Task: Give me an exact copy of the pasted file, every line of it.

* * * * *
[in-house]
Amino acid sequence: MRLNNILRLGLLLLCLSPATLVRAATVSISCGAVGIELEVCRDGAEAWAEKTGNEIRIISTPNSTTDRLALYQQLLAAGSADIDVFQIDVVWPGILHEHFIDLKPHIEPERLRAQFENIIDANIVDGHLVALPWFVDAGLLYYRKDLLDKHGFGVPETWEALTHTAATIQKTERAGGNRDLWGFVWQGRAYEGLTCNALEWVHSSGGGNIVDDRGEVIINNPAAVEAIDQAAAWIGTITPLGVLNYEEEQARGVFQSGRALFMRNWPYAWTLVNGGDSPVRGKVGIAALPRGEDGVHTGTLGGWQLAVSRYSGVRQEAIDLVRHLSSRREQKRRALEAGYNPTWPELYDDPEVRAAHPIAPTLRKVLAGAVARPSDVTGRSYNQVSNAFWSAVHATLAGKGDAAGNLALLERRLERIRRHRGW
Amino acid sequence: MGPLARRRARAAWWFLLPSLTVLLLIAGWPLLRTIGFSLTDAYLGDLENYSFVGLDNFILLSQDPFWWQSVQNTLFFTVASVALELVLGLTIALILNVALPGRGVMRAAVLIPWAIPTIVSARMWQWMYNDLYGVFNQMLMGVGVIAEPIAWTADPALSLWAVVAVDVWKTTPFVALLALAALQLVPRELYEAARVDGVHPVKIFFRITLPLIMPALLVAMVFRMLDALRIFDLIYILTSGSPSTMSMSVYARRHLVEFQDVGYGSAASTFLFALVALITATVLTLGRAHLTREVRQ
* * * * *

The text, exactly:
[in-house]
Amino acid sequence: MRLNNILRLGLLLLCLSPATLVRAATVSISCGAVGIELEVCRDGAEAWAEKTGNEIRIISTPNSTTDRLALYQQLLAAGSADIDVFQIDVVWPGILHEHFIDLKPHIEPERLRAQFENIIDANIVDGHLVALPWFVDAGLLYYRKDLLDKHGFGVPETWEALTHTAATIQKTERAGGNRDLWGFVWQGRAYEGLTCNALEWVHSSGGGNIVDDRGEVIINNPAAVEAIDQAAAWIGTITPLGVLNYEEEQARGVFQSGRALFMRNWPYAWTLVNGGDSPVRGKVGIAALPRGEDGVHTGTLGGWQLAVSRYSGVRQEAIDLVRHLSSRREQKRRALEAGYNPTWPELYDDPEVRAAHPIAPTLRKVLAGAVARPSDVTGRSYNQVSNAFWSAVHATLAGKGDAAGNLALLERRLERIRRHRGW
Amino acid sequence: MGPLARRRARAAWWFLLPSLTVLLLIAGWPLLRTIGFSLTDAYLGDLENYSFVGLDNFILLSQDPFWWQSVQNTLFFTVASVALELVLGLTIALILNVALPGRGVMRAAVLIPWAIPTIVSARMWQWMYNDLYGVFNQMLMGVGVIAEPIAWTADPALSLWAVVAVDVWKTTPFVALLALAALQLVPRELYEAARVDGVHPVKIFFRITLPLIMPALLVAMVFRMLDALRIFDLIYILTSGSPSTMSMSVYARRHLVEFQDVGYGSAASTFLFALVALITATVLTLGRAHLTREVRQ